Real Bushcraft Survival Tools-Here’s What Should Be In Your Kit. One Of Them Is A Real Surprise

We think you will find this a simply amazing introductory video. The explanations are clear and outstanding and you’ll  find bushcrafter Ashley Cawley a natural teacher.
 
This is a primer for beginning bushcrafters, although the experienced bushcrafters may learn a few things here as well.
 
In the video Ashley Cawley shares the tools he uses most often. It’s interesting to note that he does not carry all the tools shown here every time he goes out. He selects the tools he’s most likely to use on an outing.

Additional Resource That May Help

SURVIVAL KIT

Article Source: ISurvivalskills.blogspot.com

Your survival kit need not be elaborate. You need only functional items that will meet your needs and a case to hold the items. For the case, you might want to use a bandage box, soap dish, tobacco tin, first-aid case, ammunition pouch, or another suitable case. This case should be—

  • Water-repellent or waterproof.
  • Easy to carry or attach to your body.
  • Suitable to accept various-sized components.
  • Durable.

Your survival kit should be broken down into the following categories:

  • Water.
  • Fire.
  • Shelter.
  • Food.
  • Medical.
  • Signal.
  • Miscellaneous.

Each category should contain items that allow you to sustain your basic needs. For example, water—you should have items that allow you to scoop up, draw up, soak up, or suck up water; something to gather rainwater, condensation, or perspiration; something to transport water; and something to purify or filter water. Some examples of each category are as follows:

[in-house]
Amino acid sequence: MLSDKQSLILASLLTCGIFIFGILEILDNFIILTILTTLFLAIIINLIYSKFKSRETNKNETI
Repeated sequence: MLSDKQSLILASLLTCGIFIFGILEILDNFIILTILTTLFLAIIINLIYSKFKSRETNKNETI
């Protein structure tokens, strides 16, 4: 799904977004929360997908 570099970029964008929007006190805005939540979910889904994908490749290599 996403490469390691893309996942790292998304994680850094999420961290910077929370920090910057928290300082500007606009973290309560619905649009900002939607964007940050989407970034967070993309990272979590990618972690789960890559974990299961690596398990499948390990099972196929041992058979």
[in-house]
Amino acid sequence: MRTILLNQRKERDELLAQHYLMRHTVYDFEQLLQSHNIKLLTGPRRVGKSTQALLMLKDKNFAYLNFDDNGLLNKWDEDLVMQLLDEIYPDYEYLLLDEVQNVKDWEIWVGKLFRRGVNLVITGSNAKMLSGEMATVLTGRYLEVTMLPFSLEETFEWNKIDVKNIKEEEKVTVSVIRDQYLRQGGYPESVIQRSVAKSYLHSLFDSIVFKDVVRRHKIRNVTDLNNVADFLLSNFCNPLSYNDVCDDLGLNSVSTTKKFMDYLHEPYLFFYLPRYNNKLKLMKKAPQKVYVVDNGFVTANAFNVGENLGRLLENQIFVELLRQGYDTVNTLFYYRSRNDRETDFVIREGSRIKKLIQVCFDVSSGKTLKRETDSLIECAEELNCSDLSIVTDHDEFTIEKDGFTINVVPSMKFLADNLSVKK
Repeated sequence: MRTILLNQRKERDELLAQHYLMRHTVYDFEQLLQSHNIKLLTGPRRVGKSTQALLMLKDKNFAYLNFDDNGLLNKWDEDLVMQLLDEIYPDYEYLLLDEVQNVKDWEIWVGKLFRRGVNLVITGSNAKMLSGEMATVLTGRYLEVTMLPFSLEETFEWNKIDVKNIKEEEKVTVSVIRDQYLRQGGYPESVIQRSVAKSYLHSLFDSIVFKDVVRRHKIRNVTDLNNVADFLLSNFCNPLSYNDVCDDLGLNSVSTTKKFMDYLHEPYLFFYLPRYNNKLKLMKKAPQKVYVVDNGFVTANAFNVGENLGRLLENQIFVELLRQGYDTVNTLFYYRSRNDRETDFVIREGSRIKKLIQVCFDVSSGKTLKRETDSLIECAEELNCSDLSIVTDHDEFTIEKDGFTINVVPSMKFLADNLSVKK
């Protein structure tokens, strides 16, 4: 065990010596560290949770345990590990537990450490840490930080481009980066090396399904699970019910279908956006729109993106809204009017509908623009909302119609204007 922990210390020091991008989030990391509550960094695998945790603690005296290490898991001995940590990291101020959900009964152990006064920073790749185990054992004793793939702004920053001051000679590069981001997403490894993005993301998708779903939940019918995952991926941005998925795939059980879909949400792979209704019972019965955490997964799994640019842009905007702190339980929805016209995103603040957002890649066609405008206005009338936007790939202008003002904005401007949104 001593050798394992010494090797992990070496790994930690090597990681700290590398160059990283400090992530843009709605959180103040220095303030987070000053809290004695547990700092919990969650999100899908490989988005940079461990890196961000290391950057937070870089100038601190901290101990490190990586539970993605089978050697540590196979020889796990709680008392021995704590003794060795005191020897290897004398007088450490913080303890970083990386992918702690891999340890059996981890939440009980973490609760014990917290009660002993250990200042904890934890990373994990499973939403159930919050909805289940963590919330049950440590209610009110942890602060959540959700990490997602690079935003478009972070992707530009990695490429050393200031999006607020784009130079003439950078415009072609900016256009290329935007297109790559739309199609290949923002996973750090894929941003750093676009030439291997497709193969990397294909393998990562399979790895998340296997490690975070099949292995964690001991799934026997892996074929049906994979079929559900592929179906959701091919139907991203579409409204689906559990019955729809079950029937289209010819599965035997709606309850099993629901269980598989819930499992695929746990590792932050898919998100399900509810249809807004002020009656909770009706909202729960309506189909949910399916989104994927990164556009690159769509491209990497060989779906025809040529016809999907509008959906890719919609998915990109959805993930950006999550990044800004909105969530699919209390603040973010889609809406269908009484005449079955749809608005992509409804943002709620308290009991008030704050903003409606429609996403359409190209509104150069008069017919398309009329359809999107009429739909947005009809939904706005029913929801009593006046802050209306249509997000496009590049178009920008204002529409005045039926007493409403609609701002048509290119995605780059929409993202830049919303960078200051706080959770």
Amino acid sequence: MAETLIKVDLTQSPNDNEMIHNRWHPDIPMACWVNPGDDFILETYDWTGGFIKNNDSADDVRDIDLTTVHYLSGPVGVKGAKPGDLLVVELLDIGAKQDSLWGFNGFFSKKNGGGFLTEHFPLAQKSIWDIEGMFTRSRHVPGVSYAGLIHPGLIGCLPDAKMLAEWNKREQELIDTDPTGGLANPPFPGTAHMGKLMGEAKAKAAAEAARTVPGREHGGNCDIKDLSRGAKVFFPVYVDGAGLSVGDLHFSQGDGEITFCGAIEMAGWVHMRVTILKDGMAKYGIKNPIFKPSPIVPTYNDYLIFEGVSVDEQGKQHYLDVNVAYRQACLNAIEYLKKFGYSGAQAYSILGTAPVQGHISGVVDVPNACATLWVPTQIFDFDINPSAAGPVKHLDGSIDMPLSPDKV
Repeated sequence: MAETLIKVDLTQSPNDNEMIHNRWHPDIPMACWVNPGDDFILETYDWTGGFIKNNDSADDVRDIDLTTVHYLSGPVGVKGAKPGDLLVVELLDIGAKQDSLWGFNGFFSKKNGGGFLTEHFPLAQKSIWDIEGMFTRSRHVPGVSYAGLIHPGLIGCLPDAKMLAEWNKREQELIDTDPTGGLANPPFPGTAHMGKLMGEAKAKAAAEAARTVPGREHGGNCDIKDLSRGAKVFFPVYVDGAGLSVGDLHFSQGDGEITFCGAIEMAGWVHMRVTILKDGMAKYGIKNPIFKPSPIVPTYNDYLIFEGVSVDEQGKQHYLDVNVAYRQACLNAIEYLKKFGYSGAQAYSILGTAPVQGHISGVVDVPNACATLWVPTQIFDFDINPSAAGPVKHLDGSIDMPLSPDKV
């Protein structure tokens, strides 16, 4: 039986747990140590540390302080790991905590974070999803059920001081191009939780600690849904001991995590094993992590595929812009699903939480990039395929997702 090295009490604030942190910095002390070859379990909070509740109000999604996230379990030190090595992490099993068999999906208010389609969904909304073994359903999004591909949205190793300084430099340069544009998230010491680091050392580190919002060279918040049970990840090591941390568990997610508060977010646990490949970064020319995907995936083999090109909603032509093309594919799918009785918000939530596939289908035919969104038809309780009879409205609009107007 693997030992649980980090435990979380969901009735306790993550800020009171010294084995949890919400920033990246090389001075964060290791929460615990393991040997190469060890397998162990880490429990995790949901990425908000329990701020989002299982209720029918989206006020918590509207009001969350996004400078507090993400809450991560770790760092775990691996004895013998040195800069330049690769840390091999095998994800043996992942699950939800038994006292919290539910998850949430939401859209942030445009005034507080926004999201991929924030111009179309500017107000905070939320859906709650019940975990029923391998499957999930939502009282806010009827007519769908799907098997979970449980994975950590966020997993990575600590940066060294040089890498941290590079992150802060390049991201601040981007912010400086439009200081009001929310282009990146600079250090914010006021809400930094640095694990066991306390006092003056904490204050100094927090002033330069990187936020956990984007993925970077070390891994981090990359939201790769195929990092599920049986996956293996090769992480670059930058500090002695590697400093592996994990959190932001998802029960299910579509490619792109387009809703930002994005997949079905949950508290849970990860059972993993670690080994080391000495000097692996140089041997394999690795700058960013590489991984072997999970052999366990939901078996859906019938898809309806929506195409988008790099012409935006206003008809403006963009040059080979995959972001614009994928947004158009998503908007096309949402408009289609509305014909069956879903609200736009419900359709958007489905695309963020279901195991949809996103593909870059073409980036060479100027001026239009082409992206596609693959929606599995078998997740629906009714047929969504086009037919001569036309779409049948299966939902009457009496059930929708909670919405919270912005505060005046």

• Water—purification tablets, non-lubricated condoms for carrying water, bleach, povidone-iodine drops, cravats, sponges, small plastic or rubber tubing, collapsible canteens or water bags.
  • Fire—lighter, metal match, waterproof matches, magnesium bar, candle, magnifying lens.
  • Shelter—550 parachute cord, large knife, machete or hatchet, poncho, space blanket, hammock, mosquito net, wire saw.
  • Food—knife, snare wire, fishhooks, fish and snare line, bouillon cubes or soup packets, high-energy food bars, granola bars, gill or yeti net, aluminum foil, freezer bags.
  • Medical—oxytetracycline tablets (to treat diarrhea or infection), surgical blades or surgical preparation knife, butterfly sutures, lip balm, safety pins, sutures, antidiarrheal medication (imodium), antimalarial medication (doxycycline), broad-spectrum antibiotics (rocephin and zithromax) and broad spectrum topical ophthalmic (eye) antibiotic, antifungal, anti-inflammatory (ibuprofen), petrolatum gauze, and soap. Medical items may make up approximately 50 percent of your survival kit.
  • Signal—signaling mirror, strobe, pen flares, whistle, bright orange silk scarf, glint tape, flashlight, laser pointer, solar blanket.
  • Miscellaneous—wrist compass, needle and thread, money, extra eyeglasses, knife sharpener, cork, camouflage stick, and survival manual.

 

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Originally posted 2014-04-02 17:17:57.

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